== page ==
Italian party chiefs began jockeying to forge a coalition of rivals and head off a second vote as a political vacuum of at least a month loomed, threatening to whipsaw financial markets.
In the aftermath of an inconclusive election, Democratic Party leader Pier Luigi Bersani and resurgent ex-Premier Silvio Berlusconi may be seeking to avoid a ballot that would favor populist Beppe Grillo, whose movement was the top vote-getter in its first national contest. No formal steps can be taken until a new parliament convenes March 15.
‘‘If they don’t change strategy and go vote again with similar candidates, the risk is a Grillo landslide,’’ Giovanni Orsina, a history professor at Luiss Guido Carli University in Rome, said in an interview today.
Italian bonds and stocks tumbled as the election triggered renewed market concerns over Europe’s debt crisis. Recession- scarred voters repudiated budget rigor and made Grillo, a former comedian, a political force.
In the four-way race, Bersani, the pre-election favorite, won the lower house by less than a half a point. Berlusconi, fighting a tax-fraud conviction and charges of paying a minor for sex, called for a recount and won a blocking minority in the Senate.
‘‘Arrivederci complacency and euro-zone calm,’’ Marc Ostwald, a strategist at Monument Securities Ltd. in London, wrote in an email today.
Ten-year Italian bonds fell, sending the yield up 33 basis points to a three-month high of 4.83 percent. The FTSE MIB stock index tumbled 4.3 percent at 2.50 pm in Rome.
The bargaining began before the results were final last night. Bersani’s ally Nichi Vendola said talks with Grillo’s movement were ‘‘necessary.’’
Bersani, leader of the Democratic Party, claimed the mandate to form a government. Berlusconi, who conceded in a radio interview earlier today, dismissed new elections as not ‘‘useful.’’
For his part, Grillo has rejected an alliance with anyone.
‘‘They might go on another seven or eight months and produce a disaster, but we will be watching and working to keep it under control,’’ he said in a yesterday in a video on his website.
The election result may lead President Giorgio Napolitano to install an interim government, such as the one headed by incumbent Mario Monti, who scored 10.6 percent, to write a new election law as the prelude to another vote. That would extend the political deadlock through most of 2013.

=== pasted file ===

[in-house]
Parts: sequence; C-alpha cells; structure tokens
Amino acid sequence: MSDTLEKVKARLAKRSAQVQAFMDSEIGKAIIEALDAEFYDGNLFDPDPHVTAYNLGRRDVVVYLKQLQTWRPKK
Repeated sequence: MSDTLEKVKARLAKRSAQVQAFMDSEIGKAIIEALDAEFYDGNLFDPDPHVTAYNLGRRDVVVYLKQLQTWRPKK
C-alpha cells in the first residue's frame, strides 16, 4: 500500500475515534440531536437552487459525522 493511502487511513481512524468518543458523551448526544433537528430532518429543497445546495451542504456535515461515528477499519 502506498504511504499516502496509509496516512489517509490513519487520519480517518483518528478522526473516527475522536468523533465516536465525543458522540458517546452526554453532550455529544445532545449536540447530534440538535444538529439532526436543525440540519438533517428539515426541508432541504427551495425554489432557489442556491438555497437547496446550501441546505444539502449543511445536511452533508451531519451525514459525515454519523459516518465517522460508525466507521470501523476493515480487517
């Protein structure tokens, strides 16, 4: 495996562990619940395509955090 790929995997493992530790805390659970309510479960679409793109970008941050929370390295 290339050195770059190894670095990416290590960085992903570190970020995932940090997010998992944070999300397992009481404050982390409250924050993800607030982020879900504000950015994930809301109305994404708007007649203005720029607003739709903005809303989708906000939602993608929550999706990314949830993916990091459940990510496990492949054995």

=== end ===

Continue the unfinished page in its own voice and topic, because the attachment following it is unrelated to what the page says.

‘‘The only viable solution to form a government appears to be a repeat of the grand coalition that supported the Monti government, that is, a PD-Monti-Berlusconi alliance,’’ Riccardo Barbieri, chief European economist at Mizuho International Plc in London, said in note today.
‘‘Such a government would probably have a short horizon and focus primarily on the economic priorities and on reforming the political system.’’
Berlusconi said on his Twitter page today that he was ‘‘taking time’’ to consider an alliance with Bersani, while ruling out any coalition that included Monti.
Berlusconi and Grillo, the candidates running to reverse the austerity implemented by Monti to contain the region’s financial crisis, scored about 55 percent of the popular vote.
Bersani’s coalition polled 29.5 percent in the lower house, or Chamber of Deputies, compared with 29.2 percent for Berlusconi’s group and 25.6 percent for Grillo. Bersani and his allies got 31.6 percent of votes in the Senate, compared with 30.7 percent for Berlusconi and 23.79 percent for Grillo, according to final figures from the Interior Ministry.
An Italian government requires a majority in both houses. Current rules make it difficult for a party to win both. In the Chamber of Deputies, the coalition gaining the most votes automatically gets 54 percent of the seats.
The Senate is apportioned regionally, diffusing the bonus-premium effect.
Bersani took 340 seats in the 630-seat lower house. His aides claimed victory and said he should get a chance to form a government. Berlusconi refused to concede.
Bersani had 113 seats in the 315-member Senate, according to the ministry. Berlusconi’s share was 116, with Monti getting 18. Grillo, who ruled himself out as a candidate due to a manslaughter conviction in the 1980s, got 54 seats.
The vote gave Italians their first chance to weigh in on the austerity demanded by European leaders as a remedy for the European sovereign debt crisis.
Bersani ally Enrico Letta said a hung parliament in the third-biggest euro-area economy would challenge the European Union’s embrace of austerity championed by German Chancellor Angela Merkel.
‘‘This possible outcome would have very heavy consequences for Italy at the European level,’’ Letta, deputy head of Bersani’s Democratic Party, said on RAI 3 television.
‘‘Based on these projections, more than half of Italians expressed a vote against austerity, against the euro, against Merkel.’’